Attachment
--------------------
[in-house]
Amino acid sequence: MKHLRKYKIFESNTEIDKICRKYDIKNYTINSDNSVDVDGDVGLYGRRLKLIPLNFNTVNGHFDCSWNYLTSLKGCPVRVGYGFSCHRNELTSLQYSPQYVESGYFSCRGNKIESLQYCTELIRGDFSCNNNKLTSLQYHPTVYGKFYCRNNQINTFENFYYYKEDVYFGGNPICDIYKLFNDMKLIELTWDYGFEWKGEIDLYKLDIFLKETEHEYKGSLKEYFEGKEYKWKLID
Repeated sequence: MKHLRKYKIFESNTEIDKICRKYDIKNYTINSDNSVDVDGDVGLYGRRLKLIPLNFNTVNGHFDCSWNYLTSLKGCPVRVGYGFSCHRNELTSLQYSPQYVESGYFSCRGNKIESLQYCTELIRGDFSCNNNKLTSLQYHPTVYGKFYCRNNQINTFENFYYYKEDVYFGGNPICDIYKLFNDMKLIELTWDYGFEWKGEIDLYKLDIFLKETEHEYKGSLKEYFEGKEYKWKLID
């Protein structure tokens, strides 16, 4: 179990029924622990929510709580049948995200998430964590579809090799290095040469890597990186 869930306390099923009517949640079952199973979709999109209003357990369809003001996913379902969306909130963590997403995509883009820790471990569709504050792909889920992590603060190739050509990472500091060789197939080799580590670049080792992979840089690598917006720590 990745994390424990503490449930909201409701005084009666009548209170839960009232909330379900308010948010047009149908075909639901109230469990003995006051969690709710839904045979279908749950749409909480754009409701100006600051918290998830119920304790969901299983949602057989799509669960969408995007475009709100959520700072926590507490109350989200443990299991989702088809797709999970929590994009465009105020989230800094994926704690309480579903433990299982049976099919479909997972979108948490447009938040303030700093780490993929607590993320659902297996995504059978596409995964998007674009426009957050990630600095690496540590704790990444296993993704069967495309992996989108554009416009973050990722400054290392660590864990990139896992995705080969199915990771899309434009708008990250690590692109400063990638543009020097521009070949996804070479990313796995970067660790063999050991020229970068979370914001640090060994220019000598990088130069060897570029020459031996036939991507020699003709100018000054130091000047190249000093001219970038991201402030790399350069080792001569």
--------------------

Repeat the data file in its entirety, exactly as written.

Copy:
[in-house]
Amino acid sequence: MKHLRKYKIFESNTEIDKICRKYDIKNYTINSDNSVDVDGDVGLYGRRLKLIPLNFNTVNGHFDCSWNYLTSLKGCPVRVGYGFSCHRNELTSLQYSPQYVESGYFSCRGNKIESLQYCTELIRGDFSCNNNKLTSLQYHPTVYGKFYCRNNQINTFENFYYYKEDVYFGGNPICDIYKLFNDMKLIELTWDYGFEWKGEIDLYKLDIFLKETEHEYKGSLKEYFEGKEYKWKLID
Repeated sequence: MKHLRKYKIFESNTEIDKICRKYDIKNYTINSDNSVDVDGDVGLYGRRLKLIPLNFNTVNGHFDCSWNYLTSLKGCPVRVGYGFSCHRNELTSLQYSPQYVESGYFSCRGNKIESLQYCTELIRGDFSCNNNKLTSLQYHPTVYGKFYCRNNQINTFENFYYYKEDVYFGGNPICDIYKLFNDMKLIELTWDYGFEWKGEIDLYKLDIFLKETEHEYKGSLKEYFEGKEYKWKLID
């Protein structure tokens, strides 16, 4: 179990029924622990929510709580049948995200998430964590579809090799290095040469890597990186 869930306390099923009517949640079952199973979709999109209003357990369809003001996913379902969306909130963590997403995509883009820790471990569709504050792909889920992590603060190739050509990472500091060789197939080799580590670049080792992979840089690598917006720590 990745994390424990503490449930909201409701005084009666009548209170839960009232909330379900308010948010047009149908075909639901109230469990003995006051969690709710839904045979279908749950749409909480754009409701100006600051918290998830119920304790969901299983949602057989799509669960969408995007475009709100959520700072926590507490109350989200443990299991989702088809797709999970929590994009465009105020989230800094994926704690309480579903433990299982049976099919479909997972979108948490447009938040303030700093780490993929607590993320659902297996995504059978596409995964998007674009426009957050990630600095690496540590704790990444296993993704069967495309992996989108554009416009973050990722400054290392660590864990990139896992995705080969199915990771899309434009708008990250690590692109400063990638543009020097521009070949996804070479990313796995970067660790063999050991020229970068979370914001640090060994220019000598990088130069060897570029020459031996036939991507020699003709100018000054130091000047190249000093001219970038991201402030790399350069080792001569």